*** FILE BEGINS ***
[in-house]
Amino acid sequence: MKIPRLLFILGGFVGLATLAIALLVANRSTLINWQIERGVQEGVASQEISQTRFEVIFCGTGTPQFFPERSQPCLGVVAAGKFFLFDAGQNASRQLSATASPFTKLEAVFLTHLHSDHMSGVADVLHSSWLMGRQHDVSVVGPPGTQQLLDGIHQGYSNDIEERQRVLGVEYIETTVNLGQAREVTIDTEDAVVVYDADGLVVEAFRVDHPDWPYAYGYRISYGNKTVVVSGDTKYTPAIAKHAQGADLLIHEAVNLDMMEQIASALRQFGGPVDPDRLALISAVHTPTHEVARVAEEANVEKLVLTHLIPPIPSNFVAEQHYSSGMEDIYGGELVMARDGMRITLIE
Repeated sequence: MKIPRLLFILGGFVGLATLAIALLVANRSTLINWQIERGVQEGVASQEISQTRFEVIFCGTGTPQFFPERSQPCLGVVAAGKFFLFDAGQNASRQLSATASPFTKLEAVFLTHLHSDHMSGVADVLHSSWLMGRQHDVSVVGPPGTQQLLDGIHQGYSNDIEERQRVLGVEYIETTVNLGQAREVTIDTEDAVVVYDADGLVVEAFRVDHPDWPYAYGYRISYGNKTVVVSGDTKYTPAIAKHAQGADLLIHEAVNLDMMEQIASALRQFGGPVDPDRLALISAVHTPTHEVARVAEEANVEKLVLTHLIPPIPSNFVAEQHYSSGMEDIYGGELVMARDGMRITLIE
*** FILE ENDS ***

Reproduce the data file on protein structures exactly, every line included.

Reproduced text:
[in-house]
Amino acid sequence: MKIPRLLFILGGFVGLATLAIALLVANRSTLINWQIERGVQEGVASQEISQTRFEVIFCGTGTPQFFPERSQPCLGVVAAGKFFLFDAGQNASRQLSATASPFTKLEAVFLTHLHSDHMSGVADVLHSSWLMGRQHDVSVVGPPGTQQLLDGIHQGYSNDIEERQRVLGVEYIETTVNLGQAREVTIDTEDAVVVYDADGLVVEAFRVDHPDWPYAYGYRISYGNKTVVVSGDTKYTPAIAKHAQGADLLIHEAVNLDMMEQIASALRQFGGPVDPDRLALISAVHTPTHEVARVAEEANVEKLVLTHLIPPIPSNFVAEQHYSSGMEDIYGGELVMARDGMRITLIE
Repeated sequence: MKIPRLLFILGGFVGLATLAIALLVANRSTLINWQIERGVQEGVASQEISQTRFEVIFCGTGTPQFFPERSQPCLGVVAAGKFFLFDAGQNASRQLSATASPFTKLEAVFLTHLHSDHMSGVADVLHSSWLMGRQHDVSVVGPPGTQQLLDGIHQGYSNDIEERQRVLGVEYIETTVNLGQAREVTIDTEDAVVVYDADGLVVEAFRVDHPDWPYAYGYRISYGNKTVVVSGDTKYTPAIAKHAQGADLLIHEAVNLDMMEQIASALRQFGGPVDPDRLALISAVHTPTHEVARVAEEANVEKLVLTHLIPPIPSNFVAEQHYSSGMEDIYGGELVMARDGMRITLIE